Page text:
This week I had my first experience developing a website prototype. While it was surprising to me how straightforward it was to access free website templates, it was still time consuming and challenging to build an esthetically pleasing site with all of the information that is recommended for a nonprofit site. In developing a website prototype for the course Mass Communication in Public Health I came across 3 elements in designing the site that were particularly challenging for me.
- Easy navigation of essential information: When putting together the site, I thought about the aspects of course websites that are usually most important to me, such as resources/readings, Information about how to connect with professors and other course facilitators, information about grades, and more. What was challenging for me, however, was to figure out if it was too much to have all of those items on the Home page, or if that’s too much. In the process of working towards my MPH online, I always feel like the first week of each course requires an adjustment period to learning how each professor organizes the website. It usually becomes clear pretty quickly who has more and less experience with website design. It can be very frustrating when visiting a site and having to spend a lot of time searching for information that should be obvious at first glance of the home page.
- Creating an esthetically appealing, yet not overwhelming site: I am not the designer type. I know what I like, but I don’t know how to make it and I get lost in the process of trying to create something that I believe others will appreciate. Even when using the extremely simple templates available at wix.com I found myself spending hours playing with structural templates, color palates, searching for images, writing paragraphs, deleting them etc. etc. etc. When it comes to striking the balance between too much and not enough, I always lean towards the too much end of the spectrum. This is true in many aspects of my life and its clear if you ever see my apartment – there is stuff all over the walls, every shelf is full and there are designs everywhere. So, when playing with developing the course site prototype, I pushed myself to eliminate the clutter and make something as clean as possible.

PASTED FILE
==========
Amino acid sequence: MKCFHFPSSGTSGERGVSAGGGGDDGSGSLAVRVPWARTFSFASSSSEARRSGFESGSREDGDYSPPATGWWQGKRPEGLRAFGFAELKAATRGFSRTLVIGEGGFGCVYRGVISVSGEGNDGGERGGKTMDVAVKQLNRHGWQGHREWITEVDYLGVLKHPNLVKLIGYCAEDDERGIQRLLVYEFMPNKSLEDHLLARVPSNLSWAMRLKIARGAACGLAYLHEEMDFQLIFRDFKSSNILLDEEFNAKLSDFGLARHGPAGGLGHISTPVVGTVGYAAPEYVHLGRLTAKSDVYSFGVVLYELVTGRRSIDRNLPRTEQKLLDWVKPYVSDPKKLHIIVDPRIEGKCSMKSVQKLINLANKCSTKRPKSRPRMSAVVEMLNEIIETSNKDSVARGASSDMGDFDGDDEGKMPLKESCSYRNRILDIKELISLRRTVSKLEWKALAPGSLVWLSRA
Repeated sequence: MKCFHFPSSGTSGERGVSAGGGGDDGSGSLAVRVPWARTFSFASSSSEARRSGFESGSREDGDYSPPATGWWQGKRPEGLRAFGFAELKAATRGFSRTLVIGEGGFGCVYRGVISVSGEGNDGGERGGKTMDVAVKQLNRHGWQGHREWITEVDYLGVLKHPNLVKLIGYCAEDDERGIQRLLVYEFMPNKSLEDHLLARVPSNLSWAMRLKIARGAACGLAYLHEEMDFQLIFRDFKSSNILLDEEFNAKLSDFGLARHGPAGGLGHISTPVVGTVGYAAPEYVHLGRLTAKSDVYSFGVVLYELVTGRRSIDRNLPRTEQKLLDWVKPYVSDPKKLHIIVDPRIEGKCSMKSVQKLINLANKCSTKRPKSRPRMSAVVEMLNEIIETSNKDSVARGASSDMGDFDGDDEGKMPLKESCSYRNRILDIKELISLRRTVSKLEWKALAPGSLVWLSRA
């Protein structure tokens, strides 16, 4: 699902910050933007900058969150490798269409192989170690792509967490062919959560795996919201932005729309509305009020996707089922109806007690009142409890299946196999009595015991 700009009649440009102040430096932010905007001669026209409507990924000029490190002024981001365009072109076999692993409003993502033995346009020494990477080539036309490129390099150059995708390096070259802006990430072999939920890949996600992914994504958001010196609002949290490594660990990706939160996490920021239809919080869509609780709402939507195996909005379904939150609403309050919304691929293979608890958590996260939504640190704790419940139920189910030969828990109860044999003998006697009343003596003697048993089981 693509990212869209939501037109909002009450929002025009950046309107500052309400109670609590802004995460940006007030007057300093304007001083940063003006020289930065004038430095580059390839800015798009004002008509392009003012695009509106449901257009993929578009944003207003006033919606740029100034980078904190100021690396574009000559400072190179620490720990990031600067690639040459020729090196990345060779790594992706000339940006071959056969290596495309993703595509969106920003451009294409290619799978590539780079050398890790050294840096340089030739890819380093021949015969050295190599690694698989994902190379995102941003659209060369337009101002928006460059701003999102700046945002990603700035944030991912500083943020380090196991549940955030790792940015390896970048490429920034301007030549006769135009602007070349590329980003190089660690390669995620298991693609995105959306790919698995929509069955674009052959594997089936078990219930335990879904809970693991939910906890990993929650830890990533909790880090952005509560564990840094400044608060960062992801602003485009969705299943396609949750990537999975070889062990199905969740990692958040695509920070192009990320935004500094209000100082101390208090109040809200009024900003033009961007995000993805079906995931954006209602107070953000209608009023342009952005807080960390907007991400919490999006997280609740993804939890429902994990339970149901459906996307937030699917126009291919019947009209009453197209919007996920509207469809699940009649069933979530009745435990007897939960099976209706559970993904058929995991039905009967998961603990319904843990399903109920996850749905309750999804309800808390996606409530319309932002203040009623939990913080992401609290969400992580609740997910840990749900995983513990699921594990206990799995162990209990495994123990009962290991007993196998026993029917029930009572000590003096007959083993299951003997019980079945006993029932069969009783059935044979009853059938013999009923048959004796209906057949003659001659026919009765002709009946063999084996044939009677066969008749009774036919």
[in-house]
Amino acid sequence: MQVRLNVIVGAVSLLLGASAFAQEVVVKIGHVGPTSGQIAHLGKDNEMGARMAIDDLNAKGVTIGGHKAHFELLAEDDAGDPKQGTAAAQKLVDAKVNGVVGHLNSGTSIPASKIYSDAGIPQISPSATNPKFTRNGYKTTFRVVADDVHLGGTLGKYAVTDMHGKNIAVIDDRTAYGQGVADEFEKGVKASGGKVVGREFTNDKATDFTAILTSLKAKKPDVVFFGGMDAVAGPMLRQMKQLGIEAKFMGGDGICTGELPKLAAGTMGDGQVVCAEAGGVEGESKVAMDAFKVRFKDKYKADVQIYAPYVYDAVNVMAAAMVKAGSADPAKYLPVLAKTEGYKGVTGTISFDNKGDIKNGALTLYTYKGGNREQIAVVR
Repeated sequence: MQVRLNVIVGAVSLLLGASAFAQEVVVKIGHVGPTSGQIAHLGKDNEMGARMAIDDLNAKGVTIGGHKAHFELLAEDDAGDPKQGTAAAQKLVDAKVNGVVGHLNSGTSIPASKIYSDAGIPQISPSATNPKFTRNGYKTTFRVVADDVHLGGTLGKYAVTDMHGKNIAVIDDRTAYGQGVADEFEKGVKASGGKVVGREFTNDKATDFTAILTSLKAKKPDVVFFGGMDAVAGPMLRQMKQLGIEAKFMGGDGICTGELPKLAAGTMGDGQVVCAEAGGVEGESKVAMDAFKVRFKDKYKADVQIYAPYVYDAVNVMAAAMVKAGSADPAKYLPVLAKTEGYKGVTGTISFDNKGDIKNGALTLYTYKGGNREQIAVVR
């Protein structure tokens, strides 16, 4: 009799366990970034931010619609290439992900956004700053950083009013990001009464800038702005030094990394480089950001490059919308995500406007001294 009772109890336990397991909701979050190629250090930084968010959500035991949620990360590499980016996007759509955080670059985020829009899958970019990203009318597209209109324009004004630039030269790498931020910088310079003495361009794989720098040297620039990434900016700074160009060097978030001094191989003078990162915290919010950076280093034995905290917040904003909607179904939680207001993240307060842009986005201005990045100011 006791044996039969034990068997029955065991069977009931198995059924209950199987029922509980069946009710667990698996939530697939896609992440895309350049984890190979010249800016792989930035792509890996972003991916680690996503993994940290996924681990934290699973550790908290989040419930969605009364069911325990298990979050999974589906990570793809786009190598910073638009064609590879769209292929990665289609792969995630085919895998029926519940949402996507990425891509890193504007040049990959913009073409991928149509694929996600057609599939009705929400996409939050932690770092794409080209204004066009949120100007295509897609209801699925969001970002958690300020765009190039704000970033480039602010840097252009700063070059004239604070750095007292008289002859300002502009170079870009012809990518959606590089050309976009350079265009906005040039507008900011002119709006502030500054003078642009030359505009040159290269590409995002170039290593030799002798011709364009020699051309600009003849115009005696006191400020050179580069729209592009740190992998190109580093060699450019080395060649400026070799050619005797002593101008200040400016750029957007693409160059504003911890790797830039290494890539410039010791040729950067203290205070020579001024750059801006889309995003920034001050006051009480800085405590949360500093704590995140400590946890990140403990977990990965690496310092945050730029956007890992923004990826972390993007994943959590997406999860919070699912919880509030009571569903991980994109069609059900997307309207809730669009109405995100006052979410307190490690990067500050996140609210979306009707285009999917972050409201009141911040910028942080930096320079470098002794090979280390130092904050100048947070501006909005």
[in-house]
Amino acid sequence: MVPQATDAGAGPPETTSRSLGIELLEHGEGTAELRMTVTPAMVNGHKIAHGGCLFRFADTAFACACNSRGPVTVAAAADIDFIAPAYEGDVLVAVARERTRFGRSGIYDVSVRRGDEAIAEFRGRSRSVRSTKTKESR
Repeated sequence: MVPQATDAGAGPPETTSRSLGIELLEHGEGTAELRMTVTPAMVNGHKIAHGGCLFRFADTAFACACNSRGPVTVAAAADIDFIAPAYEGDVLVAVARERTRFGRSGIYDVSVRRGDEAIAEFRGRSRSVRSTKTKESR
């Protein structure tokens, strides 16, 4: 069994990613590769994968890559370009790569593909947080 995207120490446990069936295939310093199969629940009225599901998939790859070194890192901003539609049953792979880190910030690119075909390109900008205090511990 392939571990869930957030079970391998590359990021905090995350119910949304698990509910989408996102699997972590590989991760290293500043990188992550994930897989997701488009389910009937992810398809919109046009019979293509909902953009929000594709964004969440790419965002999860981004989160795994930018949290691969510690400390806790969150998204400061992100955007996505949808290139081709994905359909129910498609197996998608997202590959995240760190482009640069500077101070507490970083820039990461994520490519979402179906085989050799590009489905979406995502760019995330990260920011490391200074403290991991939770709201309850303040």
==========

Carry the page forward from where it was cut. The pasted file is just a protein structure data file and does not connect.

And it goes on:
- Catchy writing without being too wordy: I have always considered course websites to be a place that I go to in order to find information quickly. Typically I don’t spend a lot of time looking at them other than the syllabus, assignments and interesting resources. It can be frustrating to me when I can’t find what I need where I’m looking for it under the correct titles, or if I have to read through long descriptions of assignments. It seems there is a delicate balance between keeping the site personal and ensuring that the information offered is complete, and offering too much information, to the point that people can’t find what they need fast enough. What I saw in the template I appreciated that there was a space to add a ‘More’ button so that on the Home page you could add a couple sentences about a given topic without taking up too much space. That said, it’s important to make sure that the two to three sentences that are going to be kept on the home page, accurately describe whatever will be found on the other side of the ‘More’ button, and actually relate to whatever the subtitle labels.
It was a good experience to learn how to use web site templates. Now that I know how accessible these sites are and have had the experience of exploring templates, I believe I can figure out what content to publish to create a quality site in the future. However, I think I’ll leave the design, graphics and images to someone more artistically inclined!